E-prescribing still has too many drawbacks to be practical

LETTER — Posted Sept. 18, 2006

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Regarding "E-prescribing urged as one strategy to prevent medication errors" (Article, Aug. 21): I tried e-prescribing. It is not a system ready for a surgical practitioner. It has flaws that need to be addressed before it can be considered mature technology suitable for surgical practitioners in a busy setting:

  • One cannot use it for schedule II narcotics.
  • It does not cover the complete range of durable medical equipment we prescribe, including bandaging, prostheses, surgical stockings, wheelchairs; and it does not have the facility to embed diagnosis codes or medical necessity information that can be written on prescriptions now.
  • Finding the pharmacy for faxing was cumbersome.
  • It was faster to write rather than point and click for a new drug, although saving favorites and setting a drug list, over time, was fast.
  • It failed to allow access to a complete drug profile for a patient across all pharmacies in my region.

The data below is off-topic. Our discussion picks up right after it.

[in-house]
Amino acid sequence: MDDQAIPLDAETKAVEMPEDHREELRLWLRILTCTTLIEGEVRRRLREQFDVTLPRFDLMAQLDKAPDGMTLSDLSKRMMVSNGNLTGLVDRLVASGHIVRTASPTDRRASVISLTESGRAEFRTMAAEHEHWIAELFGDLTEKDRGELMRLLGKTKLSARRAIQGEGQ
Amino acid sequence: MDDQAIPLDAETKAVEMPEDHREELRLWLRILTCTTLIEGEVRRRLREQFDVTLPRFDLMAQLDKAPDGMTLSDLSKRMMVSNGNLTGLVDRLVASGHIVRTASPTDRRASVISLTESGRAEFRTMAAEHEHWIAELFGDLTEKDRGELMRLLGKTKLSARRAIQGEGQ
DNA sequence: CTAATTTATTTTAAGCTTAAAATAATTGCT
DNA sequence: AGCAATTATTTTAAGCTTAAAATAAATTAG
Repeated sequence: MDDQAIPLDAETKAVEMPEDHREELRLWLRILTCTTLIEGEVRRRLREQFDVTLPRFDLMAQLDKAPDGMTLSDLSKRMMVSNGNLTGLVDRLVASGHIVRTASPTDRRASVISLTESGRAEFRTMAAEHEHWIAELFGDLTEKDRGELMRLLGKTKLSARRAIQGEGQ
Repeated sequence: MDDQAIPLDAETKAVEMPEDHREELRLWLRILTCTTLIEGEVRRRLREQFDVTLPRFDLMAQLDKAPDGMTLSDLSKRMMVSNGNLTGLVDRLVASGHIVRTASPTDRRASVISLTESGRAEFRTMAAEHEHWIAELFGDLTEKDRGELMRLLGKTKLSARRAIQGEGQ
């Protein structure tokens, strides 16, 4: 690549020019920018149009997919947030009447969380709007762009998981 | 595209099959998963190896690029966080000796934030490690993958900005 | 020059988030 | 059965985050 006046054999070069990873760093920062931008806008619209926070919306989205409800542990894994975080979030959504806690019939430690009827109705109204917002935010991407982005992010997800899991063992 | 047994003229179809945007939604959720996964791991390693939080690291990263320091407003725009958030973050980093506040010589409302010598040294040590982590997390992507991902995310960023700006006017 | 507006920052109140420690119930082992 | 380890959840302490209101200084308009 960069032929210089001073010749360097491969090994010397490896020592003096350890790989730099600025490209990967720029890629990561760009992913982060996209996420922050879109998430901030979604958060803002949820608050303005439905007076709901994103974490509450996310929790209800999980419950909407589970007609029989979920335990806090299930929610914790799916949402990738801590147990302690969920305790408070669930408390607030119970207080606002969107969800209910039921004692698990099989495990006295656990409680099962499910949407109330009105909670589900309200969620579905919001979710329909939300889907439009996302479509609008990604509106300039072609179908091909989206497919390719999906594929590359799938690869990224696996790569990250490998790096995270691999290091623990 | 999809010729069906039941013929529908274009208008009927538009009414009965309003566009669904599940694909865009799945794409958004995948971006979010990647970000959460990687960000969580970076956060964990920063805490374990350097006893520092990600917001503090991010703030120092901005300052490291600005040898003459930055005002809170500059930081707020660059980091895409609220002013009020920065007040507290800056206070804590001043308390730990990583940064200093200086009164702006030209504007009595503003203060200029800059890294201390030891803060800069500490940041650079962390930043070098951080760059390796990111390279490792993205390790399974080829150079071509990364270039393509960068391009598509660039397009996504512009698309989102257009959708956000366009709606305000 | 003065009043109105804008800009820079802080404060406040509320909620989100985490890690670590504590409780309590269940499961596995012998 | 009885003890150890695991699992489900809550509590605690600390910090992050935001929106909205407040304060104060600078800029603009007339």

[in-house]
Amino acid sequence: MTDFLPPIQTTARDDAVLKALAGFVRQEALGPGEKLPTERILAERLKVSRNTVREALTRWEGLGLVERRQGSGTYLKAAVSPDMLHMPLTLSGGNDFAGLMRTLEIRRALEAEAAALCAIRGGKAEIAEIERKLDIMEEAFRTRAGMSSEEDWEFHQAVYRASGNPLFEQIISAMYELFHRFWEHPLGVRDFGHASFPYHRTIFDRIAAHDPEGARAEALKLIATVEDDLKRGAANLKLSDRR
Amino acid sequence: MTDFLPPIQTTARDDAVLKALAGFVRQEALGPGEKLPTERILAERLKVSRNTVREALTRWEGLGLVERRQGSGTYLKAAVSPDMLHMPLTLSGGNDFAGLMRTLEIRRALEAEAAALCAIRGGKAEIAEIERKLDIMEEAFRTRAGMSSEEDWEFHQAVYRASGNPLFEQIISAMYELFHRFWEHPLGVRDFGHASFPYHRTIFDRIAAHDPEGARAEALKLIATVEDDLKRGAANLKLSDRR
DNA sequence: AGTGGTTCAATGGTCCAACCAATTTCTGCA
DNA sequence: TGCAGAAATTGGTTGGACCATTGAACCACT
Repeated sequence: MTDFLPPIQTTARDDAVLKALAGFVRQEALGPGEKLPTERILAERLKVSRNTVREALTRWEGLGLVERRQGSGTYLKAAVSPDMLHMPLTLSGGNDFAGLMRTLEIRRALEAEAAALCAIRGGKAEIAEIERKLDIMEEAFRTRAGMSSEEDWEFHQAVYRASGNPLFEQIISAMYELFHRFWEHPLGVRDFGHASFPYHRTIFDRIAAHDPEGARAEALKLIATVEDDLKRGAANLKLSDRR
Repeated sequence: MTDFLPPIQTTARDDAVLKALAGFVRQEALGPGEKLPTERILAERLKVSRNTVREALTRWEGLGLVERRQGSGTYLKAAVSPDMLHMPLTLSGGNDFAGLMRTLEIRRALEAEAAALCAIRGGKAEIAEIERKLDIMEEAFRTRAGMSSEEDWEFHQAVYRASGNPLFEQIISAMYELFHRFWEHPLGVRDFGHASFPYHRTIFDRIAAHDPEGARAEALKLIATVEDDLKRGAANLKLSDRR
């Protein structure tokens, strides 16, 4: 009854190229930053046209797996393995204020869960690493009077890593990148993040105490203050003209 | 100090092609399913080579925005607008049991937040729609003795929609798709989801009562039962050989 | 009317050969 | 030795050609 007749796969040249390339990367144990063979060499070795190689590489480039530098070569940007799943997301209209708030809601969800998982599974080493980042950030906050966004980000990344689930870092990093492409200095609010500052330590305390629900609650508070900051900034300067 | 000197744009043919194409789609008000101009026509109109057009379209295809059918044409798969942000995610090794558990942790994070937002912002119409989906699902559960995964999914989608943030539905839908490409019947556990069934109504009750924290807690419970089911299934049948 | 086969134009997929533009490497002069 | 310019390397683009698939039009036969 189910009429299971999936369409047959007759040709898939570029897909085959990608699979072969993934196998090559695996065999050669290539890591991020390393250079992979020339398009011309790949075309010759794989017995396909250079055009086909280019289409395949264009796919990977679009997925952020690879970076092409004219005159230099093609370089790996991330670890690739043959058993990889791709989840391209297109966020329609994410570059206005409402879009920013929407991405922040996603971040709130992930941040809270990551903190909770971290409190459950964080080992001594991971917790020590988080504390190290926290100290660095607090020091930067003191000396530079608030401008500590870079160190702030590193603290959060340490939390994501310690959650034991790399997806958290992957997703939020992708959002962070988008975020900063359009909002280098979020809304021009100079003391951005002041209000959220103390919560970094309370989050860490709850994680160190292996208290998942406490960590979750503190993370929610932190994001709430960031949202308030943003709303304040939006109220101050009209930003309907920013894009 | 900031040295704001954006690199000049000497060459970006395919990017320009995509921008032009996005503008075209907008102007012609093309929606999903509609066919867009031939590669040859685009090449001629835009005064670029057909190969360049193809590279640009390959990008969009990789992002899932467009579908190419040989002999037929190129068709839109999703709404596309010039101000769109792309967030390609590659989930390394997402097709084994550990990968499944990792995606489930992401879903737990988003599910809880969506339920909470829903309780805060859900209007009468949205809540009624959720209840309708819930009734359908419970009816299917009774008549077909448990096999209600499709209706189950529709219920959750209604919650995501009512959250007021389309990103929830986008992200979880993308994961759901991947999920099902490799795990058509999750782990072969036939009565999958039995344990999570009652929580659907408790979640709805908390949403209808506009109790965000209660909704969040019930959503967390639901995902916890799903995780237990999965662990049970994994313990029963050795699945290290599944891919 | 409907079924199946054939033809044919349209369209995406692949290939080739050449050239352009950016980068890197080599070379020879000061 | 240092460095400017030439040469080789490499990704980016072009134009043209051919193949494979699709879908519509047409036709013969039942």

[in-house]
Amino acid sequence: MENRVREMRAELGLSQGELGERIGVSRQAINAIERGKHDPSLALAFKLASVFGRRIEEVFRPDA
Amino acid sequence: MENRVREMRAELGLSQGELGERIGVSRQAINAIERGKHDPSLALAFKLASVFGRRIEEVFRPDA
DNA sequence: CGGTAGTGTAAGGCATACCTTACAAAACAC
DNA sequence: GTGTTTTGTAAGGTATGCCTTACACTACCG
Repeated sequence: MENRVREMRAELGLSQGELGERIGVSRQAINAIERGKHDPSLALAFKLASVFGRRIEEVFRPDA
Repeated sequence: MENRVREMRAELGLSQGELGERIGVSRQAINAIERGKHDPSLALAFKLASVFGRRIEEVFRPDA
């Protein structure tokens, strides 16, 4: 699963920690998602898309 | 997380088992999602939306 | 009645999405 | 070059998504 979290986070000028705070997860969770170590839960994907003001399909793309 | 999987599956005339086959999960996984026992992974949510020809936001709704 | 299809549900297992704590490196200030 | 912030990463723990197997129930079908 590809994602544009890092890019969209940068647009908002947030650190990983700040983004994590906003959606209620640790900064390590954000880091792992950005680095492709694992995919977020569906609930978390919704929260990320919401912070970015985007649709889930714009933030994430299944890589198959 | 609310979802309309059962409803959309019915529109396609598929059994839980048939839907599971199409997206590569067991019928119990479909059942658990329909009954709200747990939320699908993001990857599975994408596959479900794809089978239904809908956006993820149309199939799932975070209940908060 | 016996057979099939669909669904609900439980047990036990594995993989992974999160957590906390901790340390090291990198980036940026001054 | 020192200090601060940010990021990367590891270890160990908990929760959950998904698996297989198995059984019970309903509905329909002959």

• It did not help me stop a patient from receiving multiple narcotic prescriptions from multiple practitioners filled at multiple pharmacies.
  • The interface with our office computer system often failed, so it would not print locally or fax out.

Worst of all, when I added up the costs, they ranged from 50 cents to $1 per prescription, depending on the number of prescriptions for which I could use the system each month. That was too much.

I will gladly use e-prescribing when it is adapted for a surgeon and when the flaws are fixed.

Jeffrey L. Kaufman, MD, Springfield, Mass.

Note: This item originally appeared at http://www.ama-assn.org/amednews/2006/09/18/edlt0918.htm.

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